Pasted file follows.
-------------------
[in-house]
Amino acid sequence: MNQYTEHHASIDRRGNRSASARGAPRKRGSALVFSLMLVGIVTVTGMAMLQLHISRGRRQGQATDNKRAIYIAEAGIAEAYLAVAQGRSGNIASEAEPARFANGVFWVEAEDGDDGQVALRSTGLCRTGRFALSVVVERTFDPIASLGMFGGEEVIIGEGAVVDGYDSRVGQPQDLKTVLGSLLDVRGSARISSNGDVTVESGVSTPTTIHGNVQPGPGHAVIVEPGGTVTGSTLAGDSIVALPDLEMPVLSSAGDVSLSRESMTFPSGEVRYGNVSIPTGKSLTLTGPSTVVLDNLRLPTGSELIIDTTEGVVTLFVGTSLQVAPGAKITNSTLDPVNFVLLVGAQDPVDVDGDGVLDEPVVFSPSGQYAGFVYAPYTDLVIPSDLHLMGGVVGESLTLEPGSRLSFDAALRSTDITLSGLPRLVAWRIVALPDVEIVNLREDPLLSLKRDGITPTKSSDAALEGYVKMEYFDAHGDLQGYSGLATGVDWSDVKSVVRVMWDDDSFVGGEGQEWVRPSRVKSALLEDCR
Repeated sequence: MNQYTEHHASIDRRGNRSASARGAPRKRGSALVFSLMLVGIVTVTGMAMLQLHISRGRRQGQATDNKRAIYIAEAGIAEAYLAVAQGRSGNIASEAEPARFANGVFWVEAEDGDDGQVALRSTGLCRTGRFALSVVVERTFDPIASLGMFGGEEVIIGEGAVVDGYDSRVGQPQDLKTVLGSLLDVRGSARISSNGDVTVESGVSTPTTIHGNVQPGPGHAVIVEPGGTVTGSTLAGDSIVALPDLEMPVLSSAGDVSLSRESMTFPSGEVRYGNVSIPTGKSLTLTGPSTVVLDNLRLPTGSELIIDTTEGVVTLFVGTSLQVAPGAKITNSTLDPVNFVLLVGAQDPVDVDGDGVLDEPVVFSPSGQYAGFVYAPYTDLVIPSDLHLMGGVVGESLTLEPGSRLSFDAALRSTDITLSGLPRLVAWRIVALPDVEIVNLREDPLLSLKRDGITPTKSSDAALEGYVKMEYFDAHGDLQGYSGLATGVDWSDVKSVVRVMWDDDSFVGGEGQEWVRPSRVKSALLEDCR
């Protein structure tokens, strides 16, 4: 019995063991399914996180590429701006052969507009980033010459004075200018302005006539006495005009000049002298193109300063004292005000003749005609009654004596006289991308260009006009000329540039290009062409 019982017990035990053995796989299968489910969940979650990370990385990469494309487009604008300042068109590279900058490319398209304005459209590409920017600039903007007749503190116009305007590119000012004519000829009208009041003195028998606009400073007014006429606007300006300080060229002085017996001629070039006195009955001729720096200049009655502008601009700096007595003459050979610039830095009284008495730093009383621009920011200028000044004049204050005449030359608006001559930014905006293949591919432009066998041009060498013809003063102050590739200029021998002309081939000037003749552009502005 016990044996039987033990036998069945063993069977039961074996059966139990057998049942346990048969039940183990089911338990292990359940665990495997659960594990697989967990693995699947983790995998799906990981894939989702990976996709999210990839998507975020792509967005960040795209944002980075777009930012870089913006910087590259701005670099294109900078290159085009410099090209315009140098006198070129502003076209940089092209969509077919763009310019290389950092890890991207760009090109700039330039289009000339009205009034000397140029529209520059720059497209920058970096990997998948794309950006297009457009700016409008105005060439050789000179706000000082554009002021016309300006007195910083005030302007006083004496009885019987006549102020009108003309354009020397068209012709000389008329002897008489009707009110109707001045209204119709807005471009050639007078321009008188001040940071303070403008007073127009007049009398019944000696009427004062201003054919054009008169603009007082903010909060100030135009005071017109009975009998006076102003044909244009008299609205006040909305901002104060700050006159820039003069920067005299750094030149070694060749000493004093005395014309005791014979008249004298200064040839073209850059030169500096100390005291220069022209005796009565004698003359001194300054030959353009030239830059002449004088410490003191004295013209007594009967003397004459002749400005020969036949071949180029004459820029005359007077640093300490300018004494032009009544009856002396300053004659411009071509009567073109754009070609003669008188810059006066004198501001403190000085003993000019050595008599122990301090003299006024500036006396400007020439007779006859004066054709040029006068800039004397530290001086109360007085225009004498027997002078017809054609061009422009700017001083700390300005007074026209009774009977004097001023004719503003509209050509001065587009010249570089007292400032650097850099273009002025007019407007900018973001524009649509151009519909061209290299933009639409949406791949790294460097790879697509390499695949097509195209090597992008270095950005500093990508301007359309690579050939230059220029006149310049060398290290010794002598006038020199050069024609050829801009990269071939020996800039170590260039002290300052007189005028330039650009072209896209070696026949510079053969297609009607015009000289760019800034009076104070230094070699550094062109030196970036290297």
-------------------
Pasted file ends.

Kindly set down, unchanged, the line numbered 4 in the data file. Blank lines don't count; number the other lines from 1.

């Protein structure tokens, strides 16, 4: 019995063991399914996180590429701006052969507009980033010459004075200018302005006539006495005009000049002298193109300063004292005000003749005609009654004596006289991308260009006009000329540039290009062409 019982017990035990053995796989299968489910969940979650990370990385990469494309487009604008300042068109590279900058490319398209304005459209590409920017600039903007007749503190116009305007590119000012004519000829009208009041003195028998606009400073007014006429606007300006300080060229002085017996001629070039006195009955001729720096200049009655502008601009700096007595003459050979610039830095009284008495730093009383621009920011200028000044004049204050005449030359608006001559930014905006293949591919432009066998041009060498013809003063102050590739200029021998002309081939000037003749552009502005 016990044996039987033990036998069945063993069977039961074996059966139990057998049942346990048969039940183990089911338990292990359940665990495997659960594990697989967990693995699947983790995998799906990981894939989702990976996709999210990839998507975020792509967005960040795209944002980075777009930012870089913006910087590259701005670099294109900078290159085009410099090209315009140098006198070129502003076209940089092209969509077919763009310019290389950092890890991207760009090109700039330039289009000339009205009034000397140029529209520059720059497209920058970096990997998948794309950006297009457009700016409008105005060439050789000179706000000082554009002021016309300006007195910083005030302007006083004496009885019987006549102020009108003309354009020397068209012709000389008329002897008489009707009110109707001045209204119709807005471009050639007078321009008188001040940071303070403008007073127009007049009398019944000696009427004062201003054919054009008169603009007082903010909060100030135009005071017109009975009998006076102003044909244009008299609205006040909305901002104060700050006159820039003069920067005299750094030149070694060749000493004093005395014309005791014979008249004298200064040839073209850059030169500096100390005291220069022209005796009565004698003359001194300054030959353009030239830059002449004088410490003191004295013209007594009967003397004459002749400005020969036949071949180029004459820029005359007077640093300490300018004494032009009544009856002396300053004659411009071509009567073109754009070609003669008188810059006066004198501001403190000085003993000019050595008599122990301090003299006024500036006396400007020439007779006859004066054709040029006068800039004397530290001086109360007085225009004498027997002078017809054609061009422009700017001083700390300005007074026209009774009977004097001023004719503003509209050509001065587009010249570089007292400032650097850099273009002025007019407007900018973001524009649509151009519909061209290299933009639409949406791949790294460097790879697509390499695949097509195209090597992008270095950005500093990508301007359309690579050939230059220029006149310049060398290290010794002598006038020199050069024609050829801009990269071939020996800039170590260039002290300052007189005028330039650009072209896209070696026949510079053969297609009607015009000289760019800034009076104070230094070699550094062109030196970036290297």